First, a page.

What was advertised in a colonial American newspaper 250 years ago today?
“Leather and Breeches may also be had at said Nash’s Store, the Sign of the Buck and Glove.”
When Joseph Nash advertised a “large Parcel of Deers Leather” and “Buckskin Breeches” in the Providence Gazette in the fall of 1768, he informed readers that they could purchase these items at two locations in Providence. Prospective customers could deal directly with Nash “At the North End of the Town of Providence.” Alternately, they could also visit “Nash’s Store, the Sign of the Buck and Glove, just below the Mill-Bridge, in Providence.” Nash reported that Levi Hall and N. Metcalf, “Leather-Dressers,” had set up shop at that location. It appears that Hall and Metcalf may have been tenants rather than employees of Nash, but their relationship extended to assisting each other with their business endeavors. Nash’s advertisement concluded with a note that Hall and Metcalf wished to procure sheepskins, “for which they will give Cash or Leather.”
Whatever their relationship, Nash was the focal point of the advertisement, in terms of both the typography and the appeals made to prospective customers. “Joseph Nash” served as the headline for the advertisement, appearing on a line of its own and in much larger font than the rest of the copy in the advertisement. In that regard “Joseph Nash” matched the treatment given to the names of other advertisers in their notices, including “Joseph Olney,” “John White,” and “Charles Stevens.” The compositor also applied this design to advertisements placed by partners, giving each partner his own line: “JOSEPH / AND / Wm. RUSSELL” and “THURBER / AND / CAHOON.” With the exception of the masthead, the only other text of similar size in that issue came from the headline of an advertisement in which the printers promoted the “New-England / TOWN and COUNTRY / Almanack.” Both “New-England” and “Almanack” appeared in the same significantly larger font as “Joseph Nash.” Even though “LEVI HALL, and N. METCALF” appeared in capitals in the middle of the advertisement, “Joseph Nash” was the name readers would notice at a glance. It dominated the advertisement and the rest of the page on which it appeared.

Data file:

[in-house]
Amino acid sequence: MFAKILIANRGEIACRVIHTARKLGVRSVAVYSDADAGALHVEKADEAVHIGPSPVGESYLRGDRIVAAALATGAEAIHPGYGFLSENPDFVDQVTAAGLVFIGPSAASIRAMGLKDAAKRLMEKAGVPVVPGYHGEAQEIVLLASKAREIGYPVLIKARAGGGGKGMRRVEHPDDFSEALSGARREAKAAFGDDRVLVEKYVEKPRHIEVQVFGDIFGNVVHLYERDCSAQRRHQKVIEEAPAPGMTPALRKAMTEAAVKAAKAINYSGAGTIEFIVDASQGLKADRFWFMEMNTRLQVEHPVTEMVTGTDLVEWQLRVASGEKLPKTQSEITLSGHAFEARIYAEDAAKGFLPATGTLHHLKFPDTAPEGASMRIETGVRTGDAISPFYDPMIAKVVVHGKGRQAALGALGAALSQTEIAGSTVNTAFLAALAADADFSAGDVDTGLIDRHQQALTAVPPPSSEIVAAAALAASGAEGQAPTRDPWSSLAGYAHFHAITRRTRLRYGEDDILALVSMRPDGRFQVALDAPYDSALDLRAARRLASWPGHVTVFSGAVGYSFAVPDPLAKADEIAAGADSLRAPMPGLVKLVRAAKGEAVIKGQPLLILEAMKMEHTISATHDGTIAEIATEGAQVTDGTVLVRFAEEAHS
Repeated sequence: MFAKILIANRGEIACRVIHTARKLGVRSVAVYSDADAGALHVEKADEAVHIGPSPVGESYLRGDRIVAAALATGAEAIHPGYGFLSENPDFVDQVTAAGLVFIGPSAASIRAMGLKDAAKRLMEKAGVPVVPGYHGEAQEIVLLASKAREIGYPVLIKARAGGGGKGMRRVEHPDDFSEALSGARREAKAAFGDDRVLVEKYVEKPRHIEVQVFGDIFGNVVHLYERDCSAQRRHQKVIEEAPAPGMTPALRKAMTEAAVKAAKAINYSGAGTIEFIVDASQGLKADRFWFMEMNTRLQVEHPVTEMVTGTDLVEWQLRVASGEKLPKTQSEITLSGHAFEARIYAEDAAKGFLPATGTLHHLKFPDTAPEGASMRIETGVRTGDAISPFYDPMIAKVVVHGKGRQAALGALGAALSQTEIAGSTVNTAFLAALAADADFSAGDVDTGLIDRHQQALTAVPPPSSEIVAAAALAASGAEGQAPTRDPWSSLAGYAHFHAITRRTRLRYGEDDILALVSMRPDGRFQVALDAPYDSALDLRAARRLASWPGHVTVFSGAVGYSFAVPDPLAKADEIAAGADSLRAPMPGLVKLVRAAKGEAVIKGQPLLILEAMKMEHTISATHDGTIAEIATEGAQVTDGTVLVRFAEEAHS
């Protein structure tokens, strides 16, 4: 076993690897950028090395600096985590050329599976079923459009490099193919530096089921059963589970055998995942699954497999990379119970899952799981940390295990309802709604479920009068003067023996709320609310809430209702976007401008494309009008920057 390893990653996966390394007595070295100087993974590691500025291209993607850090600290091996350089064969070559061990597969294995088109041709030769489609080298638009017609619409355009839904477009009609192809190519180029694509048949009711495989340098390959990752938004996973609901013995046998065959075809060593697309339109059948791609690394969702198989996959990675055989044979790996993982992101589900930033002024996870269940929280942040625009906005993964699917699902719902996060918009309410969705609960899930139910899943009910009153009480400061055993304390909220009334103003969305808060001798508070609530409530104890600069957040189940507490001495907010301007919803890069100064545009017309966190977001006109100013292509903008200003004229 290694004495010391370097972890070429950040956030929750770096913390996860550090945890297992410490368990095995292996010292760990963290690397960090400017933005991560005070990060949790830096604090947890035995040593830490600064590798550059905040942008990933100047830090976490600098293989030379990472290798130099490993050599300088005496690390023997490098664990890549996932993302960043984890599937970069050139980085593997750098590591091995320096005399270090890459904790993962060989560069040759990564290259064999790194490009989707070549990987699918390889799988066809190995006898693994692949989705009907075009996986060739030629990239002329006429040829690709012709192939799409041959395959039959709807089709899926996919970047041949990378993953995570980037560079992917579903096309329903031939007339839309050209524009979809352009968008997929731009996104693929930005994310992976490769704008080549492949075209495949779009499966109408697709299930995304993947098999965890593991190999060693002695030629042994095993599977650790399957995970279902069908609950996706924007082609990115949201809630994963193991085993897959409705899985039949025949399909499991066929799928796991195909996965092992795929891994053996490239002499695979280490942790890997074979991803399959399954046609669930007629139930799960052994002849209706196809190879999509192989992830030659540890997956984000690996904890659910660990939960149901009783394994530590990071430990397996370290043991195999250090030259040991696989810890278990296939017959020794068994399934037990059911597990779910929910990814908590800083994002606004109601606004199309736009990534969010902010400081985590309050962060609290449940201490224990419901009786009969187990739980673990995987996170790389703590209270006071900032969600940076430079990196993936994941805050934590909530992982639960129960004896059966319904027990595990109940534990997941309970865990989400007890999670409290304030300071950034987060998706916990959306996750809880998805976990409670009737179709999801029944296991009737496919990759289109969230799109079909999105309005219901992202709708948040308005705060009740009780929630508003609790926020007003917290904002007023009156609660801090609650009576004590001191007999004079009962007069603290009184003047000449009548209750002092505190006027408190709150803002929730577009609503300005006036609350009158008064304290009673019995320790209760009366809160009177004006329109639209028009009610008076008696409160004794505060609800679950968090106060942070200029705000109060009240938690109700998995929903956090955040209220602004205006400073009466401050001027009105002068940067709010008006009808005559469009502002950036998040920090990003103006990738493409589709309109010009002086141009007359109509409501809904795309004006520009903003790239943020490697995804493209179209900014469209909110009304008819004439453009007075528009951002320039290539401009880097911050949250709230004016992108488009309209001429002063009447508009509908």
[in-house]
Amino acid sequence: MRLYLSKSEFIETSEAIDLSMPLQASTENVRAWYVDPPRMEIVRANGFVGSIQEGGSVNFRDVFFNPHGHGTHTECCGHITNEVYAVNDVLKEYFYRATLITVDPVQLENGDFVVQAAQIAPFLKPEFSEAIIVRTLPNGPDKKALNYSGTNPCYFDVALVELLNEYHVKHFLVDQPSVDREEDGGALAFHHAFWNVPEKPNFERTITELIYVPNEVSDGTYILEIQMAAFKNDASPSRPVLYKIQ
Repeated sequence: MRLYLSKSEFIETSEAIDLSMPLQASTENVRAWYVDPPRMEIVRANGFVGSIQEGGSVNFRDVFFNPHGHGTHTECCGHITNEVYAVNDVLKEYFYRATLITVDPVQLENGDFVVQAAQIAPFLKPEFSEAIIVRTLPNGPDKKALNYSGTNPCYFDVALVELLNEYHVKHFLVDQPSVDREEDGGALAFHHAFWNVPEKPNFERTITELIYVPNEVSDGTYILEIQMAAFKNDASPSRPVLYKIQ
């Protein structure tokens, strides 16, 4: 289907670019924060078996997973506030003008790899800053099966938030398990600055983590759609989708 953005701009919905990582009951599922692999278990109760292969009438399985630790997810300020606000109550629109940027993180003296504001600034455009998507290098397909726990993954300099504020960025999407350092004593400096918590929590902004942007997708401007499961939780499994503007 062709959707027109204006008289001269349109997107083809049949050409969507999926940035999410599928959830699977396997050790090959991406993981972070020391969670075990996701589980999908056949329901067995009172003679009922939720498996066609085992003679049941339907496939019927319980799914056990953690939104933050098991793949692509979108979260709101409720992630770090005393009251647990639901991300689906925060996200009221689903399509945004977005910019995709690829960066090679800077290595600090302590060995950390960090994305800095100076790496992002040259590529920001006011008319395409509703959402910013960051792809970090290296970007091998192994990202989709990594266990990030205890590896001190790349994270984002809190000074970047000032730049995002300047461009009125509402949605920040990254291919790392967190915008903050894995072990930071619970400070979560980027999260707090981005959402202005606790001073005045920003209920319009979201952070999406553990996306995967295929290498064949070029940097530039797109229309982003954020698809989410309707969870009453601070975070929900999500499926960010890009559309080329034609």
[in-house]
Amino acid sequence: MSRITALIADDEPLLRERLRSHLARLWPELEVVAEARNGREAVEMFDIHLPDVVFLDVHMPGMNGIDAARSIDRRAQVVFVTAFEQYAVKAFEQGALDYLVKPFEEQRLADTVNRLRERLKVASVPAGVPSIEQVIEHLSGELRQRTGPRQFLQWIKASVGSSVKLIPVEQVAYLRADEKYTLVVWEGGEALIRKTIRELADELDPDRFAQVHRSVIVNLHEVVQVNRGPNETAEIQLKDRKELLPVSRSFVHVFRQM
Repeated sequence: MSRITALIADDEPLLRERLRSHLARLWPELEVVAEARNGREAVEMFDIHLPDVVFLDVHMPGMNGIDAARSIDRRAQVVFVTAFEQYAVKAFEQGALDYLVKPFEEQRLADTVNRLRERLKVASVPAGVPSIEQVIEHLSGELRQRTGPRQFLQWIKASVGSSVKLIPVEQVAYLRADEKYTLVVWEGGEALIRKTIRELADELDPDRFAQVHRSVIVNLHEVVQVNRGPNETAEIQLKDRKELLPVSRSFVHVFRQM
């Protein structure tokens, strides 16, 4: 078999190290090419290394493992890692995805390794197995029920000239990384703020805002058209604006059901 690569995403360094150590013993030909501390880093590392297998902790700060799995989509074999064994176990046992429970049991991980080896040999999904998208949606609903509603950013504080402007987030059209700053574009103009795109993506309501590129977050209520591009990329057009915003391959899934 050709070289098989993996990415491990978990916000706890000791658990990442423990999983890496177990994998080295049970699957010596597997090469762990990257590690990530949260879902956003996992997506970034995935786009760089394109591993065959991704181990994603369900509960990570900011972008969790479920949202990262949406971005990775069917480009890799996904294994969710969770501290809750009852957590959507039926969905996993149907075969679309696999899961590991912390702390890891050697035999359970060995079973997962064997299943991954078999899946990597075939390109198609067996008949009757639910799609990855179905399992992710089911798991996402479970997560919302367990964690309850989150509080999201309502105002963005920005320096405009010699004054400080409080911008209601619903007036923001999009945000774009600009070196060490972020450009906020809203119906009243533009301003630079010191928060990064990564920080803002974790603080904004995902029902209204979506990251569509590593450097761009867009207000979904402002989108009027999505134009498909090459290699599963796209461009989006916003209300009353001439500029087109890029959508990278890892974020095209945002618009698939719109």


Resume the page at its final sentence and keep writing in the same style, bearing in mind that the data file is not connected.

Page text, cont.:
Nash’s appeals to customers also overshadowed any independent work undertaken by Hall and Metcalf. Before he even mentioned that they occupied his store at the Sign of the Buck and Glove, Nash addressed the quality and range of choices among his “large Parcel of Deers Leather,” stating that the pieces were “dressed in the neatest Manner, and well so sorted, from the thickest Buckskin to the finest Doe; so that any Gentleman may have his Choice.” Furthermore, his “ready made Buckskin Breeches” were also “done in the neatest Manner, by a Workman from London.” Unlike Hall and Metcalf, Nash certainly supervised the work done by an employee at his location at the north end of Providence. The remainder of the advertisement mentioned that prospective customers could purchase the same items from Hall and Metcalf, but did not promote the quality, prices, or choices of their inventory, which also included “Sheep and Lambskins … and Sheeps Wool.”
Nash’s advertisement certainly promoted his own products. It also granted increased visibility to Hall and Metcalf even though the focus remained primarily on their collaboration with Nash. That likely served Nash’s purposes, especially if he wished to retain as much of his share of the local market as possible while also making Hall and Metcalf’s business a viable enough enterprise that they could continue as tenants or otherwise operating his second location at the Sign of the Buck and Glove.